Since the past few years, the Public Authority for Manpower (PAM) has tried to regulate the labor market in Kuwait by applying laws to achieve public interest, taking the necessary decisions to address the imbalance in demographics and preserve the rights of workers and Kuwait’s international reputation in front of human rights organizations, especially with regards to visa traders.
However, the road is still long and there are those who exploit and violate the law, which is expected under the reality of corruption, but we should not be complacent. Inspection campaigns recently by the manpower authority at the worksites of the Ministries Complex led to the arrest of 43 workers in violation of article 18, seven workers in violation of article 20 and some other violators.
The deputy director general of PAM’s planning and development division said the inspection campaigns are within the framework of the application of the provisions of labor law no. 6 of 2010 and the domestic employment act no. 68 of 2015 to prevent irregularities. He added the authority is working to intensify inspection campaigns at all worksites and commercial complexes to ensure the application of the provisions of the law and regulate and control the labor market.
It is worth mentioning that in the file of international relations, efforts exerted by Kuwait in regulating the labor market and protecting the labor force have been commended. Forty workers have been sent back home through the implementation of a voluntary repatriation project in cooperation between the shelter and the International Organization for Migration (IOM), and the creation of job opportunities through the shelter for 101 female workers who want to continue working in Kuwait.
I think Kuwait is still attractive for expatriate workers. In 2017, BMI International said in a study that Kuwait has a relatively safe operating environment. In the report, BMI, which is a subsidiary of Fitch, identified a number of attractive factors and challenges to improve operational risks in Kuwait. According to the report, the infrastructure is good, but needs constant development in the face of some challenges such as tightening of policies for foreign investment.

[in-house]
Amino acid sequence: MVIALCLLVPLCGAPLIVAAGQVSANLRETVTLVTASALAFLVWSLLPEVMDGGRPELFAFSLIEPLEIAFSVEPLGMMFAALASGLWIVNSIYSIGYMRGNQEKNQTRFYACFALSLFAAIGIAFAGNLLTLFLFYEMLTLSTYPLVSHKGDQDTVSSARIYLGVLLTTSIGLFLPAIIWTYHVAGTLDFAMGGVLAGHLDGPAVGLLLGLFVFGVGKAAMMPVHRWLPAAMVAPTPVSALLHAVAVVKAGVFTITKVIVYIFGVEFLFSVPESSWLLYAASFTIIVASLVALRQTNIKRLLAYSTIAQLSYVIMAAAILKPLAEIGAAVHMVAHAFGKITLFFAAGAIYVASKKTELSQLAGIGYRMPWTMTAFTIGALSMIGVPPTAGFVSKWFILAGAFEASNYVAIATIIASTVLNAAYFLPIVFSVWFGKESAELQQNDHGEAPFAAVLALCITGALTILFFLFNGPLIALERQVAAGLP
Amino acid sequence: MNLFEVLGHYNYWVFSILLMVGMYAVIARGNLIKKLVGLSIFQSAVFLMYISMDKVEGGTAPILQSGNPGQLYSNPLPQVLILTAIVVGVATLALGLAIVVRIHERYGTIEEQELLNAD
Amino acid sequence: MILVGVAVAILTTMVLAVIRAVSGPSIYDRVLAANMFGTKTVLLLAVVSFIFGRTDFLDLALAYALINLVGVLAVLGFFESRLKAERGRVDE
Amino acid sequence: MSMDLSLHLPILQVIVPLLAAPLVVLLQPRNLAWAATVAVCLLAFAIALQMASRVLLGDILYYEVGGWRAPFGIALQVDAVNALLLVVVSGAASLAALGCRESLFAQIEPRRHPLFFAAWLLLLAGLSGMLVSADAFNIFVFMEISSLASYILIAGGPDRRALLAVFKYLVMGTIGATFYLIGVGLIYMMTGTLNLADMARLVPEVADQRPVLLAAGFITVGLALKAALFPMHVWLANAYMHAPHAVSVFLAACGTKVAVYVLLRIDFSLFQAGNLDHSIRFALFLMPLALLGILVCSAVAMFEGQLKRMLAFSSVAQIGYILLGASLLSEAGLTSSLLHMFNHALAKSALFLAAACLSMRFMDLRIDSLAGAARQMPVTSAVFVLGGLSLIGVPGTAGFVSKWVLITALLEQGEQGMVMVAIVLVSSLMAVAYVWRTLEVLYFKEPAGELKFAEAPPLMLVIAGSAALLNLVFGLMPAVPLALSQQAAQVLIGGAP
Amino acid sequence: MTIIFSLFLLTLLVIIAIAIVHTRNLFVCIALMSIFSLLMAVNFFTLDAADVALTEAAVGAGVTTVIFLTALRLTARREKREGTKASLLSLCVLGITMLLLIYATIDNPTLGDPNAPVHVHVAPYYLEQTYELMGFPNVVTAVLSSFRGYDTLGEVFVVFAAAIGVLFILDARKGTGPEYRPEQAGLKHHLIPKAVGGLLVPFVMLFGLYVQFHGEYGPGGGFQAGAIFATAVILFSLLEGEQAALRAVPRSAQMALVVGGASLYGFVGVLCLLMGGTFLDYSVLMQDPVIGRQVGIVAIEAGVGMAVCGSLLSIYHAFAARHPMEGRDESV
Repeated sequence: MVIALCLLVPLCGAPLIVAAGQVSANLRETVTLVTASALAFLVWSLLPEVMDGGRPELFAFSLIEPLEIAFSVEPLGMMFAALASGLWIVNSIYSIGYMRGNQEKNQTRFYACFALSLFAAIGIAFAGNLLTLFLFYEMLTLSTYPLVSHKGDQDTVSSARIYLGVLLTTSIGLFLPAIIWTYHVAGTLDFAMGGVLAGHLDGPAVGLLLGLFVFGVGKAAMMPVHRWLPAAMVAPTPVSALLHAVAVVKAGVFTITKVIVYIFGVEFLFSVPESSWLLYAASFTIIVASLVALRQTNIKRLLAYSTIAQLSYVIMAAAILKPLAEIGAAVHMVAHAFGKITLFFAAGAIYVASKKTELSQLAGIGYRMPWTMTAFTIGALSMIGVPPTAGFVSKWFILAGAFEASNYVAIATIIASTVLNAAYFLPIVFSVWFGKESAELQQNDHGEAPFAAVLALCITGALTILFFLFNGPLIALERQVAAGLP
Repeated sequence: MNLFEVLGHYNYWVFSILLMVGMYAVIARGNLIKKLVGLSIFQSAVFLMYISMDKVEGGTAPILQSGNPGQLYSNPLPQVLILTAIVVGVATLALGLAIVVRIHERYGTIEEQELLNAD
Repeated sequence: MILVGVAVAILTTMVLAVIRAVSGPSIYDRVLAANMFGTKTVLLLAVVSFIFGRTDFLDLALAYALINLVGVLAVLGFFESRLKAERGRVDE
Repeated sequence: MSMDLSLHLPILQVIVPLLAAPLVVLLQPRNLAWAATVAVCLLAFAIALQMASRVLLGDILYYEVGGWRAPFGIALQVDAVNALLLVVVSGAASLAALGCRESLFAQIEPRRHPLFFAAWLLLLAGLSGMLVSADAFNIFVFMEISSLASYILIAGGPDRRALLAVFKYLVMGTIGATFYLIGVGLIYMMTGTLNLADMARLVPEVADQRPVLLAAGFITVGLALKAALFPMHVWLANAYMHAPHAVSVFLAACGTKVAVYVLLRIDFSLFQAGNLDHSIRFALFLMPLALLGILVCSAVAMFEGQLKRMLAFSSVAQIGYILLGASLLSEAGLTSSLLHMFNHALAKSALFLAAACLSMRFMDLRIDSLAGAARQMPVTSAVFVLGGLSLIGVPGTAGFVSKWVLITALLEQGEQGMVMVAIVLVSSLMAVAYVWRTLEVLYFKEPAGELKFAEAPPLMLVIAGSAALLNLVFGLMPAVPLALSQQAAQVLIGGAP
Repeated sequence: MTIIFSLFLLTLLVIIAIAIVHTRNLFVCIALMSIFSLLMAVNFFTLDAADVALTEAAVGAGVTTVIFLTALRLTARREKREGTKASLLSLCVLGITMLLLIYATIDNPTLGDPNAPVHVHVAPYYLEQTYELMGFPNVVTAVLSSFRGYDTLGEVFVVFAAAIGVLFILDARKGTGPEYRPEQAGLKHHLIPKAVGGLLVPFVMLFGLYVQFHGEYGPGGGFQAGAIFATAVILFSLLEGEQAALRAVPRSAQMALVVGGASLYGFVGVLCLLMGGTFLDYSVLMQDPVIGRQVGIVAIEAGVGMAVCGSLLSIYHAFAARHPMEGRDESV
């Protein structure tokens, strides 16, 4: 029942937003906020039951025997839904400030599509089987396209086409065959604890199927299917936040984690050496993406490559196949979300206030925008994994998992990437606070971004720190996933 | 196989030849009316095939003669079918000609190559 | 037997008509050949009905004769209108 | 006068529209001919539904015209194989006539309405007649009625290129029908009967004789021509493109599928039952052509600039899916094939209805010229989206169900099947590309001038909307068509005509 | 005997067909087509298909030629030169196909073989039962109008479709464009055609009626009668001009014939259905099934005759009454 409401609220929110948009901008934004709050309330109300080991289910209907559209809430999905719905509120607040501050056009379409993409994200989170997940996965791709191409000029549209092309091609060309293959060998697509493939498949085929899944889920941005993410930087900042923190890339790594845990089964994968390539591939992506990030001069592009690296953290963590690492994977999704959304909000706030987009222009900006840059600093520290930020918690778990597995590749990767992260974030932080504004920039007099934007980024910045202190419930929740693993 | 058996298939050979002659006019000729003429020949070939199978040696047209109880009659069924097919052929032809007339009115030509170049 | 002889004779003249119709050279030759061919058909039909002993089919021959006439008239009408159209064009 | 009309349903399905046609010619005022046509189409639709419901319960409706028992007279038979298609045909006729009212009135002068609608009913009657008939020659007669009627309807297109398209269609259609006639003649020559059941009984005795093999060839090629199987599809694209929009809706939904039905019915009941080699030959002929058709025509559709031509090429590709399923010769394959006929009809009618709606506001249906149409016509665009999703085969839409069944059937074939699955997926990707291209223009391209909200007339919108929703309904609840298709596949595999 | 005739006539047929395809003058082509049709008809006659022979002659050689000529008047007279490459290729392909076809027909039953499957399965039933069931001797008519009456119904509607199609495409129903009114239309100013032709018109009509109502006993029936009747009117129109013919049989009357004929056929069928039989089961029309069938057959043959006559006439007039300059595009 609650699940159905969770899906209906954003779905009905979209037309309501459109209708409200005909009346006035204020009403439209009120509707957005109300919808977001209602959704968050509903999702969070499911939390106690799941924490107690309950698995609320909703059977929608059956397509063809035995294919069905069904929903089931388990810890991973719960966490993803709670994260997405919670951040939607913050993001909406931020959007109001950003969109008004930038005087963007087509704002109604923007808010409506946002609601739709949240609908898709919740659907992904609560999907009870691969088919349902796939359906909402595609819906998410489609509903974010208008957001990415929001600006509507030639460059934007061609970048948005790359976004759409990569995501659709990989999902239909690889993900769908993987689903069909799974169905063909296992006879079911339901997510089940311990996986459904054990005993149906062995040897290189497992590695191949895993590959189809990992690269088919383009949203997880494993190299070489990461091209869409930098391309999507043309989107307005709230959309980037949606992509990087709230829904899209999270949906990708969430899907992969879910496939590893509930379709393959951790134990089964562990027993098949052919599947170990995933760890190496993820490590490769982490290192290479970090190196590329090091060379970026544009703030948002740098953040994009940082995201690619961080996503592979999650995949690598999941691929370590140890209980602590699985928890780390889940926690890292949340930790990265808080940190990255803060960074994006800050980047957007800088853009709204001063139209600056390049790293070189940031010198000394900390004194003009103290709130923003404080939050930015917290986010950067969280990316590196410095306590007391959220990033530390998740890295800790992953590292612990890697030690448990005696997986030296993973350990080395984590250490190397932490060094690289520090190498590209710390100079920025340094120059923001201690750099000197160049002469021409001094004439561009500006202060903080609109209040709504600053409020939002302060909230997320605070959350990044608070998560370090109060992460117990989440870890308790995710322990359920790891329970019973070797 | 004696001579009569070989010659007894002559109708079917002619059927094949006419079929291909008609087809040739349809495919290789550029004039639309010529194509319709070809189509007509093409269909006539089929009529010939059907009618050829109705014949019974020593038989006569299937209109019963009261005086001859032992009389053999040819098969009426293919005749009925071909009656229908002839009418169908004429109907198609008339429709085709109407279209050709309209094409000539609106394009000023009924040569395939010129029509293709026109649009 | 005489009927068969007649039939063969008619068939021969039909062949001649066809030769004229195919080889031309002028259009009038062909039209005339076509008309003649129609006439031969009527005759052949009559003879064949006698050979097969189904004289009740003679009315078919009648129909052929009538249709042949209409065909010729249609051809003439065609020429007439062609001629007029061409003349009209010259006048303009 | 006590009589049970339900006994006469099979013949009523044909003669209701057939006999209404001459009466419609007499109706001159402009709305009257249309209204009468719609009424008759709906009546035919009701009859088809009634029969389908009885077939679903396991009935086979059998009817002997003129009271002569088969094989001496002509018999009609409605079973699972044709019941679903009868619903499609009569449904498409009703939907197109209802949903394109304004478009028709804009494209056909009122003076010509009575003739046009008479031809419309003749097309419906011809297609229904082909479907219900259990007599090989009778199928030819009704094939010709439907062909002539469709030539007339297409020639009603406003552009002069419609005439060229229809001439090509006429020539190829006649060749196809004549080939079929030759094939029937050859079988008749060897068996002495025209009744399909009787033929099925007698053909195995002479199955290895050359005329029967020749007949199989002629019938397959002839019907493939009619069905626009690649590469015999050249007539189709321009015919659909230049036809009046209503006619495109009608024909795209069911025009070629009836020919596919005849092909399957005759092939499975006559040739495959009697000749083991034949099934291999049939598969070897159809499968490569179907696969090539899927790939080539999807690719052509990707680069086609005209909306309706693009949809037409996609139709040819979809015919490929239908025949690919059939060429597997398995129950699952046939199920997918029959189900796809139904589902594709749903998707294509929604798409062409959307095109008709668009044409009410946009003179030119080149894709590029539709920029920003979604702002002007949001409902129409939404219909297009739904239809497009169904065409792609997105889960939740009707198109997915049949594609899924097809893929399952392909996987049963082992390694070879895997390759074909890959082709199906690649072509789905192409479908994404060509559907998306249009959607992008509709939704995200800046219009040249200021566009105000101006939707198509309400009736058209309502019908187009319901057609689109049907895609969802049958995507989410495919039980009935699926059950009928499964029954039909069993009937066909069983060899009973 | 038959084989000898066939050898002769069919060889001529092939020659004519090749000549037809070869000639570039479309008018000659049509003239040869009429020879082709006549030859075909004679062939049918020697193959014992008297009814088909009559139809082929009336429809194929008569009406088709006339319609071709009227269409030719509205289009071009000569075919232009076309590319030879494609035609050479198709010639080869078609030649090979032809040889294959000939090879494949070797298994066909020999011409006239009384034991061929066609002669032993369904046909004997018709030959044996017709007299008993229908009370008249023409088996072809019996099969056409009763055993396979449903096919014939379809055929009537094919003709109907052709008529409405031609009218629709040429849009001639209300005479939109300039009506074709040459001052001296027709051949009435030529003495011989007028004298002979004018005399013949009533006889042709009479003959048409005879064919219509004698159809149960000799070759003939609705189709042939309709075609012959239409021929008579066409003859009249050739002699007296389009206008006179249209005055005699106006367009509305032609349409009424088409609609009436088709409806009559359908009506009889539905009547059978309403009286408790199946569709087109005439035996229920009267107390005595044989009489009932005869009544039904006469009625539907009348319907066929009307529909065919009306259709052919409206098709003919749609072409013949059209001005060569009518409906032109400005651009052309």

I believe it is unreasonable to establish a free economic zone that does not have facilities, services and logistical support, as well as the availability of public facilities and means of transportation, along with the absence of taxes that should be an attractive factor. I believe that the state should work to improve the business environment and facilitate procedures for small business owners as well as attract foreign investors and engage expatriate workers and citizens in an equal, just and beneficial manner.
As for the imbalance in the demographic structure, I do not believe expatriates have a hand in it. This issue of imbalance in the population structure has been on the table since the 1970s. It is known that demographic imbalance is caused by government policies supported by visa trade, and expatriates and citizens are both victims of such policies. The solution is easy – by monitoring companies and workers’ rights, especially financial and humanitarian.
I think that one of the most important achievements of the authority is the electronic link between the authority and official bodies for queries and data extraction, which helps in checking the conditions of workers and busting false guarantees. In addition, approximately 450,000 Kuwaitis under the age of 20 are entering the labor market, so the improvement of the work environment is important. The needs and skills needed by the state should be considered, whether for expatriates or citizens.
I think that the National Assembly should work to develop a system of economic legislation in conjunction with the legislative authority and the private sector. The efforts of the public authority for manpower are good, but continuing cooperation with all official authorities is necessary to regulate the labor market.
By Muna Al-Fuzai